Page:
Review Author
Dave Koukol
Published on
October 12, 2010
Company
Round 2 Models
Scale
1/2500
MSRP
$15.95

“1/2500 Scale – the final frontier. This is the kit review of the Starships “Enterprise.” Their 5-day mission: Amuse a 4-1/2 year-old little modeling nut, give his dad a chance to check out some new models of some old friends, and to boldly go where few built kits have gone before …(Wal-Mart, the public library, Lowes, Max & Erma’s, McDonalds, …anywhere little hands can carry them).”

Background

It’s hard for some of us to believe it’s been nearly a half-century since Star Trek’s debut in 1964. Over the decades, the Starship U.S.S. Enterprise, NCC-1701, has arguably become the most recognizable, esteemed, and influential vessel in intergalactic travel -- so influential that even the first NASA Space Shuttle bore her name as the result of a massive write-in campaign from Star Trek fans in the mid-1970’s.

Review Author
Brian R. Baker
Published on
October 12, 2010
Company
Italeri
Scale
1/72
MSRP
$33.00

Introduction

The Junkers JU-52/3m was to the Luftwaffe what the Douglas C-47 was to the American military during World War II. Stemming from Junkers’ World War I all-metal designs, the JU-52 first appeared in 1931 as a large, single engine transport, the last of which was produced during 1935. Only a few were built, but the trimotor JU-52/3m first flew in 1932, and it was an immediate success, being sold to Bolivia and Colombia as well as other European governments. Lufthansa began operating the type in 1932. Powered by a variety of engines, including a Diesel, the type quickly became a standard airliner during the middle thirties, and when the clandestine Luftwaffe was created after Hitler’s rise to power, the JU-52 was adapted as a bomber, seeing service in Germany and during the Spanish Civil War. It was World War II, however, that proved the versatility and usefulness of the type, and it was said that it was used for every military role possible except as a fighter. The airplane was noisy, slow, and had antiquated systems, but it was reliable, and would carry anything that would fit inside it, not to mention towing gliders and other tasks.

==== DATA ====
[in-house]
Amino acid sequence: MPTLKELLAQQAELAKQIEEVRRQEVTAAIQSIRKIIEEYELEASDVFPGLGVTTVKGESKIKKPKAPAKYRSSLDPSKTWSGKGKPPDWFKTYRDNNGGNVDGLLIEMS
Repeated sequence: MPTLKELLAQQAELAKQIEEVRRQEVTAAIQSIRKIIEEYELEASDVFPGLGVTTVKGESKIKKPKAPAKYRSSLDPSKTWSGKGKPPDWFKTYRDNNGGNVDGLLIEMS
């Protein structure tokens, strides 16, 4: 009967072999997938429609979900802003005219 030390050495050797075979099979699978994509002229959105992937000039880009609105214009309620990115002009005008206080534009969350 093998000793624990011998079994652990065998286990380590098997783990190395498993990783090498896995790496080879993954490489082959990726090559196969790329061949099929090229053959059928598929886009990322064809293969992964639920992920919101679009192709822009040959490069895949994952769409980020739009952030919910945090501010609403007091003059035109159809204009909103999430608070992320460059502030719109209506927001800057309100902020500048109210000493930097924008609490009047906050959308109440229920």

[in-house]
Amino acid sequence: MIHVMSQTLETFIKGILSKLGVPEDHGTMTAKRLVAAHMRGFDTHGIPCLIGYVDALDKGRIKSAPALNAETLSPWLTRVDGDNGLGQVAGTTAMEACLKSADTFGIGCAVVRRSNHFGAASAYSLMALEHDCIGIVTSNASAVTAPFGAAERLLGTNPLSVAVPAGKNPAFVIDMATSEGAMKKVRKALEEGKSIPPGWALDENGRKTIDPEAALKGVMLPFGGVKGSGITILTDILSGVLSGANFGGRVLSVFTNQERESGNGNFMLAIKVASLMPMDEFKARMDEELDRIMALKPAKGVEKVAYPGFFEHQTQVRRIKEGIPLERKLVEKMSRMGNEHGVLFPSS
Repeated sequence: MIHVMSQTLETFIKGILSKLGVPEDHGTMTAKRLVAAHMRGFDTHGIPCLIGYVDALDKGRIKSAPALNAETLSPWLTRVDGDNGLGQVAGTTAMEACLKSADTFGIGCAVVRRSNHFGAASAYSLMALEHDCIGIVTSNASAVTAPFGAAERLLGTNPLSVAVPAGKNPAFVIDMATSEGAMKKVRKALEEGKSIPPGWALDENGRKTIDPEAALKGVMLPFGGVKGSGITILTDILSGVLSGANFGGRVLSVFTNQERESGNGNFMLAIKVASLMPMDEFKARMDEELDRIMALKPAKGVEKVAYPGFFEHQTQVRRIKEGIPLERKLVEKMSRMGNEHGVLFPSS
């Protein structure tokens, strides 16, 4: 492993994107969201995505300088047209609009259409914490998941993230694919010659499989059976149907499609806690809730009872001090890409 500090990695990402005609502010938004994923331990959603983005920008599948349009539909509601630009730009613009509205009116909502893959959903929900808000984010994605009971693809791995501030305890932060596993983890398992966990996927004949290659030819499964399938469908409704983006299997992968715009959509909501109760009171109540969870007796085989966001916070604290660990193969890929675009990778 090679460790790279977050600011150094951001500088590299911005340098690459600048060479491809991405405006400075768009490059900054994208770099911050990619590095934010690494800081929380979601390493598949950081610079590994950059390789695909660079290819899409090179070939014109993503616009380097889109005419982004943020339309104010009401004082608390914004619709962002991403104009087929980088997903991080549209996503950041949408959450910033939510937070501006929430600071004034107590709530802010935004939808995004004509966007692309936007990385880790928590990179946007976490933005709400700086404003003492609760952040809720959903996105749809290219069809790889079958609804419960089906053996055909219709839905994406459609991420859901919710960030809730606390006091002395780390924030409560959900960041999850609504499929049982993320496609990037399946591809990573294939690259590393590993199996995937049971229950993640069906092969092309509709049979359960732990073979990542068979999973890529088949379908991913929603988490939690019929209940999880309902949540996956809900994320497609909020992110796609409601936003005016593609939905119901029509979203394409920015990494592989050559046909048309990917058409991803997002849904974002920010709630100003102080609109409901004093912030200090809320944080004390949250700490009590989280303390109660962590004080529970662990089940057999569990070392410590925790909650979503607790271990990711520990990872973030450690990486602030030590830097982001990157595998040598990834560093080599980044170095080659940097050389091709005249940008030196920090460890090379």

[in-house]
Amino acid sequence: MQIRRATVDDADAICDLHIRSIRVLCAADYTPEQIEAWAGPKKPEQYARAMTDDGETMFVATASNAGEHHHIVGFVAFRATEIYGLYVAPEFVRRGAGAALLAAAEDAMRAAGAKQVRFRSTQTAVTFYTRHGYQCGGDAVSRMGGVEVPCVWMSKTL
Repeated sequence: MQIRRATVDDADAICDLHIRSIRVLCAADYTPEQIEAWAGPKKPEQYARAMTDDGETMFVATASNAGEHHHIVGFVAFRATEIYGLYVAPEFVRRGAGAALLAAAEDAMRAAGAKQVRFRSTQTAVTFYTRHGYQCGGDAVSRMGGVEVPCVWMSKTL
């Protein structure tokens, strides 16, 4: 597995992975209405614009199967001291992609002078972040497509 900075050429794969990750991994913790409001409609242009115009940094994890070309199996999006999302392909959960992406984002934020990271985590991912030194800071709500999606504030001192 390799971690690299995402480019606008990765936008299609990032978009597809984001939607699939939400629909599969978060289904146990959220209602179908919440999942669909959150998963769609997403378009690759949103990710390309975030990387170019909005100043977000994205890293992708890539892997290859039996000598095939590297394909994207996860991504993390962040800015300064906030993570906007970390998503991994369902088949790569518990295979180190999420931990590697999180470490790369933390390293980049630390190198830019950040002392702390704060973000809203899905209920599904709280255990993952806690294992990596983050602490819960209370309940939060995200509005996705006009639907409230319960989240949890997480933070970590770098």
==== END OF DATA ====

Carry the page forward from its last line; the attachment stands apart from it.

Book Author(s)
David R Higgins
Review Author
Tom Moon
Published on
October 12, 2010
Company
Casemate Publishers
MSRP
$32.95

This book describes the battles of the US First and Ninth Armies between the breakout of Normandy and the final crossing of the Roer River ending in late February of 1945. These two armies were located south of the British Army in the general area where Holland, Belgium and Germany meet.

The book is divided into 15 chapters with an introduction, 1 appendix, a Bibliography and Index:

Review Author
Luke R. Bucci, PhD
Published on
October 12, 2010
Company
Model Art
MSRP
$18.00

ModelArt special subject magazines are really softbound reference books on a particular subject. ModelArt Summer 2010 No. 36 is entirely devoted to ships, so armor, aircraft and care buffs need not apply. In No. 36, the early, non-Akagi and non-Kaga aircraft carriers of the Imperial Japanese Navy are the topics – Hosho and Ryujo. You also get an update on US Navy amphibious warfare model kits and as-built Hiryu and Soryu kit modifications as bonuses. This issue

Review Author
Mark Aldrich
Published on
October 12, 2010
Company
MiniArt
Scale
1/35
MSRP
$16.95

MiniArt definitely knows how to be creative with their sprues. This kit is nothing more than eight of their F sprues used to make a metal bridge with handrails. Sprue F is the sprue that was used in their “metal Stair”. This sprue is used to create the platform part of the stair kit.

This was a simple build. Cut some parts, do a little sanding and the bridge is done. The handrails are a different issue. They require lots of sanding or at least scraping. That is what I did to remove the large visible seam lines on the parts. When finished, the “bridge measures in at 5 7/8 long by 2 7/8 wide. Without the handrails attached you could get away with putting a number of vehicles on the bridge (as seen in the photos) If you end up attaching the handrails, you will be limited to what you can actually put onto the bridge.